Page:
City of Otsego: Four charter amendments on ballot

By: 
Daniel Pepper, Staff Writer

Otsego city voters will have four amendments to the city charter to decide on their November general election ballots.

The first charter amendment, if approved, would allow relatives to be eligible for appointment to city boards or to work for the city.

City manager Thad Beard said the current language was too vague to practically follow.

“It’s so vague, it’s hard to think we’re legal in a small community because a lot of people are distantly related,” Beard said. “It doesn’t say how close a relation it needs to be.”

The charter now says no relatives at all are allowed, language Mayor Tom Gilmer said previously was being violated when his wife served on the library board.
Beard said the city’s personnel policy addresses nepotism in hiring.  

The second charter amendment would increase the maximum millage rate the city can levy on property from 12.5 mills to 14 mills. The city currently assesses 12.0854 mills because of the Headlee Amendment’s rollback requirement.

“It’s being requested simply because we can’t continue to provide the essential services at the current rate,” Beard said.

He gave several examples, including that the city hasn’t bought a new police car in four years, the phone system at the fire department failing and in-car video cameras for police.

“There’s a laundry list of things that aren’t being taken care of,” Beard said. “So far, we’ve been able to keep it from affecting the public, but sooner or later we’re going to have to cut things they will see.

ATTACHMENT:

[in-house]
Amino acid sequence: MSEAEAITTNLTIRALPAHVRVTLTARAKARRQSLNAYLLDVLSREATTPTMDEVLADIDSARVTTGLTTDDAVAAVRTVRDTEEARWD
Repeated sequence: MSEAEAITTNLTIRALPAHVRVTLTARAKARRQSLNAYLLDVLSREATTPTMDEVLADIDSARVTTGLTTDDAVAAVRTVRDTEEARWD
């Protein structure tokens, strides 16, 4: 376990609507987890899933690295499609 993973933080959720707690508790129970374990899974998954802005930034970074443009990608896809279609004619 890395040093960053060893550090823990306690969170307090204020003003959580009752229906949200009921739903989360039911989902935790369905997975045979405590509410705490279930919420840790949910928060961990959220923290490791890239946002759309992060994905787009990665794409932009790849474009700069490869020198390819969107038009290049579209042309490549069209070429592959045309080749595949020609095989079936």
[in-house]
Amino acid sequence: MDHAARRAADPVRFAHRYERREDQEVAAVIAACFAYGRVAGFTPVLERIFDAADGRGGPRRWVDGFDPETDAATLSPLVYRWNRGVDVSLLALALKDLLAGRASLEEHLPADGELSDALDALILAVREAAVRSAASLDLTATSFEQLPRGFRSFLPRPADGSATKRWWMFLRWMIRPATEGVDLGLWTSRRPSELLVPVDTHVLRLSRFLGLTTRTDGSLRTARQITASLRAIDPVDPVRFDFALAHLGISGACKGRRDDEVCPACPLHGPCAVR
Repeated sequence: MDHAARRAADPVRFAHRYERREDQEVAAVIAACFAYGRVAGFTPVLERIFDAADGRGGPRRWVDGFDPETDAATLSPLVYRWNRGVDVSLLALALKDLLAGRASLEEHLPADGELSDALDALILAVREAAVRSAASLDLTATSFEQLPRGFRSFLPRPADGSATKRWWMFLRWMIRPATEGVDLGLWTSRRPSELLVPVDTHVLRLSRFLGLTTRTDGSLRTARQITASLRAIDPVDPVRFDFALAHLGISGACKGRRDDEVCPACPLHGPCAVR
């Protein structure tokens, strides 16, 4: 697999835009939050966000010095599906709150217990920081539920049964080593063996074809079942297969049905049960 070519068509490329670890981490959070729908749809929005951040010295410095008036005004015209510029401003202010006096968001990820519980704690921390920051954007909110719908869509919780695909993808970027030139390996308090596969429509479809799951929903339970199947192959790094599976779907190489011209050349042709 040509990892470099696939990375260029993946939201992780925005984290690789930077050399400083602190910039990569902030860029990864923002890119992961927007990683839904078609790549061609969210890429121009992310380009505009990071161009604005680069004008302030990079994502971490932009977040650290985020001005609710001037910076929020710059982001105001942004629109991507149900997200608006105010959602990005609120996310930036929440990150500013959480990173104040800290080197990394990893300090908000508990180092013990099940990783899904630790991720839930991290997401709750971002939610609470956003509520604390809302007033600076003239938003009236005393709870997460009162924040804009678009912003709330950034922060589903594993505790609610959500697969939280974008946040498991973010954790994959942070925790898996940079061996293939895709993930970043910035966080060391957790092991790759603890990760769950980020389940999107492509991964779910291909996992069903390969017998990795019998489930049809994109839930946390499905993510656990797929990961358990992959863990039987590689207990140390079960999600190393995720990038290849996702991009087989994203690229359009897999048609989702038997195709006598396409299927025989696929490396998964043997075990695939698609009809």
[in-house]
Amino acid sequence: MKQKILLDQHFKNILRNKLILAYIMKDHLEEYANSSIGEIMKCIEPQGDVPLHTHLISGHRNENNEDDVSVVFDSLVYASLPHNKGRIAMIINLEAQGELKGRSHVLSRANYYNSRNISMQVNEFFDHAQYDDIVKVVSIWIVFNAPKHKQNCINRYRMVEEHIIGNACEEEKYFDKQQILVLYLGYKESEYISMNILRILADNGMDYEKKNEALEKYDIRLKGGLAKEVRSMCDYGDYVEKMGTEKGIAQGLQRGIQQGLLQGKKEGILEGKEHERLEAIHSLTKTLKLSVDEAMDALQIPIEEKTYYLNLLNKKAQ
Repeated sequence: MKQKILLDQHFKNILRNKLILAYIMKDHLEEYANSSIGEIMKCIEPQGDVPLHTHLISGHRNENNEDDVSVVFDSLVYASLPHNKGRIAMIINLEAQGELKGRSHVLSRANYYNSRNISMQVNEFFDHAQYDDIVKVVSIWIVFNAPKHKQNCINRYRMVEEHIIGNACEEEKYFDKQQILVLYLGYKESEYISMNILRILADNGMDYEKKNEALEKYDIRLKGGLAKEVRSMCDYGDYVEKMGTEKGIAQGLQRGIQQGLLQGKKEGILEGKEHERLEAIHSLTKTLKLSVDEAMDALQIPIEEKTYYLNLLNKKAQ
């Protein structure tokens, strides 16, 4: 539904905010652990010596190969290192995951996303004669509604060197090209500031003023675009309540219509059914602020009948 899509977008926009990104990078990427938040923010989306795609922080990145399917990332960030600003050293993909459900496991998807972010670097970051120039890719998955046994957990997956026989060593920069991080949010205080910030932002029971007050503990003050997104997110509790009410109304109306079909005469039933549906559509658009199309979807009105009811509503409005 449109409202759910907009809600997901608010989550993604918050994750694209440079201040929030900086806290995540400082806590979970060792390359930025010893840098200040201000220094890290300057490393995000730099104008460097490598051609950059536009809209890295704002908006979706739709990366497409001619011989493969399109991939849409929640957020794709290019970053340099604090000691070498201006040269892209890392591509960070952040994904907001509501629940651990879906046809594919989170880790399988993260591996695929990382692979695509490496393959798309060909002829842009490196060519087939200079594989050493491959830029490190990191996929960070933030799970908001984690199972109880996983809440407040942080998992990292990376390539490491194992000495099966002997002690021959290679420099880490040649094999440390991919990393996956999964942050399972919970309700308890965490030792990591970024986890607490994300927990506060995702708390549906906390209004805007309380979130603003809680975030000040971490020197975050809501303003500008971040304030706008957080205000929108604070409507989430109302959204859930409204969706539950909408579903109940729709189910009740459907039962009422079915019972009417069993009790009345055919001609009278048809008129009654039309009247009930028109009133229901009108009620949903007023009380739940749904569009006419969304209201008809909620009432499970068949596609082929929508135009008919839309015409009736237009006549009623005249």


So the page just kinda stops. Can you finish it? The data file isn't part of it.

Beard said the city had studied the millage rate it charged, compared to other comparable towns in west Michigan and found Otsego was lower than most.

“We’re trying to generate enough revenue to provide the services our citizens require and the lion’s share of those are police and fire,” Beard said.

The third amendment would change the requirements for the city to issue bonds from a vote of 60 percent of the public to a simple majority vote.

The issue arose in 2012 when the city sought a millage to pay for a bond purchase to fund its half of a new fire truck and it was passed by a majority of voters, but didn’t reach 60 percent. The city held a second election and that time voters reached the 60-percent margin.

The fourth amendment would allow the city to use a bank located outside the city as its depository. There currently is only one bank with a branch inside city limits, so city leaders wish to have the ability to seek bids from multiple banks.

“We’d want to keep it local, because we’d need to bank with them on a daily basis, but we’d like to eliminate those geographical boundaries,” Beard said.

Earlier in the year, city commissioners said they decided to put these amendments on the ballot at the November general election because they deemed them the most substantive of the changes they wanted to put to voters for approval and wanted those before the greatest possible number of voters.

The city charter hasn’t been updated since 1955, city officials said.

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